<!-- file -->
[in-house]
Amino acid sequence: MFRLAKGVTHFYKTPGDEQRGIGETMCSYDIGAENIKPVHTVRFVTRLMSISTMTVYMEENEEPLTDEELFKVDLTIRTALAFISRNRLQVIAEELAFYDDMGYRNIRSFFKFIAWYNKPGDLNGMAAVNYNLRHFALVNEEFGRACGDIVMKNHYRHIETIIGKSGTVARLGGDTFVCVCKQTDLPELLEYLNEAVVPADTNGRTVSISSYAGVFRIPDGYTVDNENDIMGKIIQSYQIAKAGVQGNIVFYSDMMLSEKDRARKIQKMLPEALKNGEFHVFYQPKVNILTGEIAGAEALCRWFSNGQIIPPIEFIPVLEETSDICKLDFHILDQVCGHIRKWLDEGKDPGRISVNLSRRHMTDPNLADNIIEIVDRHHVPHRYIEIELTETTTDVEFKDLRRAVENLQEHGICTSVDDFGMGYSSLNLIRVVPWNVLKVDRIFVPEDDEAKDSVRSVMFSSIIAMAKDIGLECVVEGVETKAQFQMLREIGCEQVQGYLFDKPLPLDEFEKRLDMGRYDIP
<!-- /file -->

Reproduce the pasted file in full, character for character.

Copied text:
[in-house]
Amino acid sequence: MFRLAKGVTHFYKTPGDEQRGIGETMCSYDIGAENIKPVHTVRFVTRLMSISTMTVYMEENEEPLTDEELFKVDLTIRTALAFISRNRLQVIAEELAFYDDMGYRNIRSFFKFIAWYNKPGDLNGMAAVNYNLRHFALVNEEFGRACGDIVMKNHYRHIETIIGKSGTVARLGGDTFVCVCKQTDLPELLEYLNEAVVPADTNGRTVSISSYAGVFRIPDGYTVDNENDIMGKIIQSYQIAKAGVQGNIVFYSDMMLSEKDRARKIQKMLPEALKNGEFHVFYQPKVNILTGEIAGAEALCRWFSNGQIIPPIEFIPVLEETSDICKLDFHILDQVCGHIRKWLDEGKDPGRISVNLSRRHMTDPNLADNIIEIVDRHHVPHRYIEIELTETTTDVEFKDLRRAVENLQEHGICTSVDDFGMGYSSLNLIRVVPWNVLKVDRIFVPEDDEAKDSVRSVMFSSIIAMAKDIGLECVVEGVETKAQFQMLREIGCEQVQGYLFDKPLPLDEFEKRLDMGRYDIP